Fiber optic cables are your fastest option to keep your business connected, but how do they work? And how are they so much faster than other cables? Let’s break it down.

If you ripped open a fiber optic cable, you would find several optical fibers made of a flexible and transparent kind of high quality glass or plastic. For glass optical fibers, the glass must be heated up to 4000 degrees Fahrenheit, and as it’s stretched out, it’s guided by a microlaser to ensure the diameter remains consistent. What these fibers do is create a “light pipe” that transmits light from one end of the cable to the other.

Why transmit light? When you get down to the very basics of how a computer operates (and modern telephones), everything is transmitted in 0s and 1s. From the new music album you just downloaded to the white paper eBook you’re reading, everything all breaks down into 0s and 1s. Light is transmitted down the fiber optic cable in a Morse code fashion to represent the binary system of 0s and 1s (light on for 1; light off for 0), and it transmits these pulses at extremely high speeds.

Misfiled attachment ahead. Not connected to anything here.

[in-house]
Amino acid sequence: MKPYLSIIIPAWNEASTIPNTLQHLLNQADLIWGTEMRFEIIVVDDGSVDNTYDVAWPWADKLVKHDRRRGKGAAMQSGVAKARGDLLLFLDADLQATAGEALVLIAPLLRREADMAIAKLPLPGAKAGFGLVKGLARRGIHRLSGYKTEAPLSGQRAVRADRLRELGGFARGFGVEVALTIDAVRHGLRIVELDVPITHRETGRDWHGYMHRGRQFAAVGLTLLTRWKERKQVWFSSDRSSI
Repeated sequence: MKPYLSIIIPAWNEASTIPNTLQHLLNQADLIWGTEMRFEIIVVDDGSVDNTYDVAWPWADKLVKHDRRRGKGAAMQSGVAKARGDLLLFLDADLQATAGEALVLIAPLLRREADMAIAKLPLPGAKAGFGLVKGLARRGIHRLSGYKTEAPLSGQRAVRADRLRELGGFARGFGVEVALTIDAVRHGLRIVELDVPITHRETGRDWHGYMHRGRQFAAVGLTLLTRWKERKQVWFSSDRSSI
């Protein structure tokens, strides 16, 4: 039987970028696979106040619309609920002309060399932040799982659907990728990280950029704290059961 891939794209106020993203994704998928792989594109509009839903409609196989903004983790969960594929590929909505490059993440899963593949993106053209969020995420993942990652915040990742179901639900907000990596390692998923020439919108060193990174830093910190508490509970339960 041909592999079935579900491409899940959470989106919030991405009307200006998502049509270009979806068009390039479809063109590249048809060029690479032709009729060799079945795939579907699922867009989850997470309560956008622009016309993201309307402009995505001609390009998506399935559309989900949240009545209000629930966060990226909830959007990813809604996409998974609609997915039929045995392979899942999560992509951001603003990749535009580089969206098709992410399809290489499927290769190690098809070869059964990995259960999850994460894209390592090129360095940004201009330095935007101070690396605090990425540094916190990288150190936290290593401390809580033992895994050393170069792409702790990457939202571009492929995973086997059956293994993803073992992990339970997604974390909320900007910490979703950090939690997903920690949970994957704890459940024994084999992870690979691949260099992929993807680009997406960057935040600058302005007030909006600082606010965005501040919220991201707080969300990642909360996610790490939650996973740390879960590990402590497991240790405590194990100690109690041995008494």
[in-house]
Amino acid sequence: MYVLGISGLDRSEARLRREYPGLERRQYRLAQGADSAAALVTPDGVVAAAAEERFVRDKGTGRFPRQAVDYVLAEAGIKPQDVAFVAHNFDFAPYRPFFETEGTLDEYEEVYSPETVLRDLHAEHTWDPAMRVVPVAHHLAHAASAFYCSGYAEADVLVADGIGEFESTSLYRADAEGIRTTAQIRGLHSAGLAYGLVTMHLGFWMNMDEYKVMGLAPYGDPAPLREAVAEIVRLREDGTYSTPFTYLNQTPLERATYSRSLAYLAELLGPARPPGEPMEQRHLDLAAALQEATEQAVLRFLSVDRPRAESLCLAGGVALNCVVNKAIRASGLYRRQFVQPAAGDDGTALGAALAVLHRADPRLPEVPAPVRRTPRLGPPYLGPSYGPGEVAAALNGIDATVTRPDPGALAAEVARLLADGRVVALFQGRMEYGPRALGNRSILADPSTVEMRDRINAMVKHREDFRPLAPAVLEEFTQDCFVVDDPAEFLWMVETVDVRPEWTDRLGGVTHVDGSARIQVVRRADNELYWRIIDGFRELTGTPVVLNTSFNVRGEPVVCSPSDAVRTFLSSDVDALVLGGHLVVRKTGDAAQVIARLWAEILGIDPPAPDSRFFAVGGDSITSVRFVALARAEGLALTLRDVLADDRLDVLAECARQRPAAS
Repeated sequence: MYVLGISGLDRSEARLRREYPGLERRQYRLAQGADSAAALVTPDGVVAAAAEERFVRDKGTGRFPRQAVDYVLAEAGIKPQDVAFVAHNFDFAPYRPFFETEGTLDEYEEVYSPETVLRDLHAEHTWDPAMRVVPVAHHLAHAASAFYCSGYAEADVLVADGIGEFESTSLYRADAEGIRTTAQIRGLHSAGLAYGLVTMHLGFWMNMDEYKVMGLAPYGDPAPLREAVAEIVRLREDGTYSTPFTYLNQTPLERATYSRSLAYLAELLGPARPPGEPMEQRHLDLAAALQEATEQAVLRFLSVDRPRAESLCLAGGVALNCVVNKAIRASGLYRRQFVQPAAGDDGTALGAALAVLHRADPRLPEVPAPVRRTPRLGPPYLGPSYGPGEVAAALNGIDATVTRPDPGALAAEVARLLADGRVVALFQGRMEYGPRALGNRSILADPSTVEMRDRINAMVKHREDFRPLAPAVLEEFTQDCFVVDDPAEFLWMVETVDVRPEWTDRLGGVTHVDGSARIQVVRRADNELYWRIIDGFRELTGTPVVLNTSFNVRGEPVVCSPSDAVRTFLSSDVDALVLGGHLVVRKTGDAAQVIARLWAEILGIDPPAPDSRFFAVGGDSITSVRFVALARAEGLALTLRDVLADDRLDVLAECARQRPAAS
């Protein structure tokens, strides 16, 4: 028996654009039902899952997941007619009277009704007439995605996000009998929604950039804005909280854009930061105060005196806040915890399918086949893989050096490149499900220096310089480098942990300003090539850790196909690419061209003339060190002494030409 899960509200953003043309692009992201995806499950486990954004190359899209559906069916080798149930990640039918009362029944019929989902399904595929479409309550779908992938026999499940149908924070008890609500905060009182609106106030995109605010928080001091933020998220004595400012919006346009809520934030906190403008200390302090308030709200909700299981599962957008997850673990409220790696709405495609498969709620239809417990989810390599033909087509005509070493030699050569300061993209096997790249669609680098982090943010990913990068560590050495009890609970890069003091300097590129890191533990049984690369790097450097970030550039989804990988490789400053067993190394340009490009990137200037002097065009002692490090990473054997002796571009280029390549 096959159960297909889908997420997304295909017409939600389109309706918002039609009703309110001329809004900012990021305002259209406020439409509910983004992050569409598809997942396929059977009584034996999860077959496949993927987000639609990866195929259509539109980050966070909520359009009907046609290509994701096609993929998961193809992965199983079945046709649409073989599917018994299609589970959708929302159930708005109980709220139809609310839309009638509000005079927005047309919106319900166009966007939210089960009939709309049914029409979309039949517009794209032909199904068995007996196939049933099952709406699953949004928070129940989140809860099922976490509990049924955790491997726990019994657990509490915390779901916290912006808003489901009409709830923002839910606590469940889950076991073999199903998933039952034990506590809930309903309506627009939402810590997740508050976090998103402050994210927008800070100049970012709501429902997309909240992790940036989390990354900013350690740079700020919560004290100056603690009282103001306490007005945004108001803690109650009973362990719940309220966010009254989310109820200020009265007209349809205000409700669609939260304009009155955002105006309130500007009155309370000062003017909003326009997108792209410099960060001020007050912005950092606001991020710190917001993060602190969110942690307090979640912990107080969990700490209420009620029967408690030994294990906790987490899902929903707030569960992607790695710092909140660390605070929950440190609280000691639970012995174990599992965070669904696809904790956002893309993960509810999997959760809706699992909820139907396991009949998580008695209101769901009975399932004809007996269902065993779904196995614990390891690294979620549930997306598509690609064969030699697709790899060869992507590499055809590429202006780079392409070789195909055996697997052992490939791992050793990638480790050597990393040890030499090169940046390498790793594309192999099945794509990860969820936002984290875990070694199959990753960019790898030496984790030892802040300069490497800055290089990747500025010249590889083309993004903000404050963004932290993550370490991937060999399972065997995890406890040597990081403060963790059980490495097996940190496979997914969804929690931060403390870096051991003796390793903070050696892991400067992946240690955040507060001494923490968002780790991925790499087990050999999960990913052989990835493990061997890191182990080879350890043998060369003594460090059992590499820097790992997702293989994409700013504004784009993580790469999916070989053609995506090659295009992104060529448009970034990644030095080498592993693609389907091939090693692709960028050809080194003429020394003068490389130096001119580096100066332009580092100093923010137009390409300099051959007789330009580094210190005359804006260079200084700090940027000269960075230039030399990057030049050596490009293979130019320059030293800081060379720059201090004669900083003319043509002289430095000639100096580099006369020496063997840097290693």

Fiber optic cables are highly sought after because the signal does not degrade over long distances like it does in many other types of cable. The maximum length is roughly 6,000 feet for fiber optic cabling — compare that to the maximum length of CAT5 Enhanced, which is 300 feet. That means it can maintain its high speed over long distances.

How fast are fiber optic cables? You can get up to 2,000 MB/second under the right conditions. CAT5 cables that most data networks and offices use get up to 100 MB/second.

If you’re interested in learning more about fiber optic cabling, give us a call at 707-442-1123.